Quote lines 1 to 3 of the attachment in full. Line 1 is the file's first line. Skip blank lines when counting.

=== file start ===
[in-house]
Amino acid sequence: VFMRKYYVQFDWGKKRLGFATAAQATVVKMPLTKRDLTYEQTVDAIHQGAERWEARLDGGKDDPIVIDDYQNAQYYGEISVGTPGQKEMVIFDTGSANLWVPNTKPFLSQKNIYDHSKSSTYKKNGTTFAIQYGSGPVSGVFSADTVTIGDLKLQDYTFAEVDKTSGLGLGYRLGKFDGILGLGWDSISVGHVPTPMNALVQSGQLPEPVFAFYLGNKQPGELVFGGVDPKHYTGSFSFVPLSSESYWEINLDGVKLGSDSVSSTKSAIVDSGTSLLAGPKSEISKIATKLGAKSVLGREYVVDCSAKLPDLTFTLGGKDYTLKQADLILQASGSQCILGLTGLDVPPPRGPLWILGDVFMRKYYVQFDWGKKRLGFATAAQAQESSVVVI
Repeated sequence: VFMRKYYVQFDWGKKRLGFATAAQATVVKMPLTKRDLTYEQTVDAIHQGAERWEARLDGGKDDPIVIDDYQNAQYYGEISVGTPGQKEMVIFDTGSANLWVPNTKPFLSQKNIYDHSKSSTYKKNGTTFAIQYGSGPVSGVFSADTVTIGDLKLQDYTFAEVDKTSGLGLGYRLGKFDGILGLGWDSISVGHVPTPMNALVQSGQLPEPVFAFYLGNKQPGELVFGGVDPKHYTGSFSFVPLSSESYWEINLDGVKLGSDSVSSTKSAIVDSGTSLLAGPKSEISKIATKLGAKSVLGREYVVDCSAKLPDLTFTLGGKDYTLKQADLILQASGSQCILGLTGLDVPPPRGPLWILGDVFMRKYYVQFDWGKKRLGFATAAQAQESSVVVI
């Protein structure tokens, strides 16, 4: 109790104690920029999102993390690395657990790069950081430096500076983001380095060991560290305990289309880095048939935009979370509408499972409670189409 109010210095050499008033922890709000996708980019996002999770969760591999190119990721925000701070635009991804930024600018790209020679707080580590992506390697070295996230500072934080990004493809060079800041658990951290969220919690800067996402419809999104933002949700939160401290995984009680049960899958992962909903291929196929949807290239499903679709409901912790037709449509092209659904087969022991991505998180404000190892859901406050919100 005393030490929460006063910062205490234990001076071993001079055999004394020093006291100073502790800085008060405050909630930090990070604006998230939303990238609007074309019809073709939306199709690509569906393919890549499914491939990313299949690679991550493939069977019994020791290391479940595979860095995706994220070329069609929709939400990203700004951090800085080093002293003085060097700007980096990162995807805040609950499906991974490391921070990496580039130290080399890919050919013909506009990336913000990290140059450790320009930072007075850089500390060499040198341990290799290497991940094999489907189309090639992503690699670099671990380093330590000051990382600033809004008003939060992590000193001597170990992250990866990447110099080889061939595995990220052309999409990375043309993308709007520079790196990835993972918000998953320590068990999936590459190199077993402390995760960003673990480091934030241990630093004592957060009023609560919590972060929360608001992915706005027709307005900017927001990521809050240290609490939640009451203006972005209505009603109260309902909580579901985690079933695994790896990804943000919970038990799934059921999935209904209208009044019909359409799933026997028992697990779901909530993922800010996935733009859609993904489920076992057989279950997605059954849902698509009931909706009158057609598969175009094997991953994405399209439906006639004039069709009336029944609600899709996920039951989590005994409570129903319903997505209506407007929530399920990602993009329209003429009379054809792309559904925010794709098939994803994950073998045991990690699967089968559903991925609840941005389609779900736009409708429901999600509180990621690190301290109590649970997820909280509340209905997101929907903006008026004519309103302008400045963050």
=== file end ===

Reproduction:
[in-house]
Amino acid sequence: VFMRKYYVQFDWGKKRLGFATAAQATVVKMPLTKRDLTYEQTVDAIHQGAERWEARLDGGKDDPIVIDDYQNAQYYGEISVGTPGQKEMVIFDTGSANLWVPNTKPFLSQKNIYDHSKSSTYKKNGTTFAIQYGSGPVSGVFSADTVTIGDLKLQDYTFAEVDKTSGLGLGYRLGKFDGILGLGWDSISVGHVPTPMNALVQSGQLPEPVFAFYLGNKQPGELVFGGVDPKHYTGSFSFVPLSSESYWEINLDGVKLGSDSVSSTKSAIVDSGTSLLAGPKSEISKIATKLGAKSVLGREYVVDCSAKLPDLTFTLGGKDYTLKQADLILQASGSQCILGLTGLDVPPPRGPLWILGDVFMRKYYVQFDWGKKRLGFATAAQAQESSVVVI
Repeated sequence: VFMRKYYVQFDWGKKRLGFATAAQATVVKMPLTKRDLTYEQTVDAIHQGAERWEARLDGGKDDPIVIDDYQNAQYYGEISVGTPGQKEMVIFDTGSANLWVPNTKPFLSQKNIYDHSKSSTYKKNGTTFAIQYGSGPVSGVFSADTVTIGDLKLQDYTFAEVDKTSGLGLGYRLGKFDGILGLGWDSISVGHVPTPMNALVQSGQLPEPVFAFYLGNKQPGELVFGGVDPKHYTGSFSFVPLSSESYWEINLDGVKLGSDSVSSTKSAIVDSGTSLLAGPKSEISKIATKLGAKSVLGREYVVDCSAKLPDLTFTLGGKDYTLKQADLILQASGSQCILGLTGLDVPPPRGPLWILGDVFMRKYYVQFDWGKKRLGFATAAQAQESSVVVI